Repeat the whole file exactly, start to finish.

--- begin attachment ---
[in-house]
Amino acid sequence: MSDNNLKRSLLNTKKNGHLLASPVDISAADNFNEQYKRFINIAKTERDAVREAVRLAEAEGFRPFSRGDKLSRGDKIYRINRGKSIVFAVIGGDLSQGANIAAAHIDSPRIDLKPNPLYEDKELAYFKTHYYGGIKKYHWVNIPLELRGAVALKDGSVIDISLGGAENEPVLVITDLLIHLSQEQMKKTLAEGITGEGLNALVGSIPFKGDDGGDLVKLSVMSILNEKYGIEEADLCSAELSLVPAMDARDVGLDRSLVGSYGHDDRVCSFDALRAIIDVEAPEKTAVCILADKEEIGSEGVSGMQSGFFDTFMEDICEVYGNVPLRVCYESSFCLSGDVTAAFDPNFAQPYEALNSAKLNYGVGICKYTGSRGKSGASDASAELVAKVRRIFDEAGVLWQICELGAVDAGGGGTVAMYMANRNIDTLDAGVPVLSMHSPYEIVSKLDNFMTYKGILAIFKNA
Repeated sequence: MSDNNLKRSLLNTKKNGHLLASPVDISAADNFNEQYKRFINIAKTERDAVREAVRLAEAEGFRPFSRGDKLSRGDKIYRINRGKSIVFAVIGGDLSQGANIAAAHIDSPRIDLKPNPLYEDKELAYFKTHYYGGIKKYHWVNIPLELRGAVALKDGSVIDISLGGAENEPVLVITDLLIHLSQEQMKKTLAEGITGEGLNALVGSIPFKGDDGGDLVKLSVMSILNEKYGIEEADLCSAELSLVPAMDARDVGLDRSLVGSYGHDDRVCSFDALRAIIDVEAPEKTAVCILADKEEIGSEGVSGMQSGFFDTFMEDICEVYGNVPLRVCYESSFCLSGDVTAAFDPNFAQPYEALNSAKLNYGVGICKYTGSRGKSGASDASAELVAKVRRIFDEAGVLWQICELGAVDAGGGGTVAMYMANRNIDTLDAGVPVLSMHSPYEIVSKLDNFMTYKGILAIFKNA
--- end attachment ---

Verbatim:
[in-house]
Amino acid sequence: MSDNNLKRSLLNTKKNGHLLASPVDISAADNFNEQYKRFINIAKTERDAVREAVRLAEAEGFRPFSRGDKLSRGDKIYRINRGKSIVFAVIGGDLSQGANIAAAHIDSPRIDLKPNPLYEDKELAYFKTHYYGGIKKYHWVNIPLELRGAVALKDGSVIDISLGGAENEPVLVITDLLIHLSQEQMKKTLAEGITGEGLNALVGSIPFKGDDGGDLVKLSVMSILNEKYGIEEADLCSAELSLVPAMDARDVGLDRSLVGSYGHDDRVCSFDALRAIIDVEAPEKTAVCILADKEEIGSEGVSGMQSGFFDTFMEDICEVYGNVPLRVCYESSFCLSGDVTAAFDPNFAQPYEALNSAKLNYGVGICKYTGSRGKSGASDASAELVAKVRRIFDEAGVLWQICELGAVDAGGGGTVAMYMANRNIDTLDAGVPVLSMHSPYEIVSKLDNFMTYKGILAIFKNA
Repeated sequence: MSDNNLKRSLLNTKKNGHLLASPVDISAADNFNEQYKRFINIAKTERDAVREAVRLAEAEGFRPFSRGDKLSRGDKIYRINRGKSIVFAVIGGDLSQGANIAAAHIDSPRIDLKPNPLYEDKELAYFKTHYYGGIKKYHWVNIPLELRGAVALKDGSVIDISLGGAENEPVLVITDLLIHLSQEQMKKTLAEGITGEGLNALVGSIPFKGDDGGDLVKLSVMSILNEKYGIEEADLCSAELSLVPAMDARDVGLDRSLVGSYGHDDRVCSFDALRAIIDVEAPEKTAVCILADKEEIGSEGVSGMQSGFFDTFMEDICEVYGNVPLRVCYESSFCLSGDVTAAFDPNFAQPYEALNSAKLNYGVGICKYTGSRGKSGASDASAELVAKVRRIFDEAGVLWQICELGAVDAGGGGTVAMYMANRNIDTLDAGVPVLSMHSPYEIVSKLDNFMTYKGILAIFKNA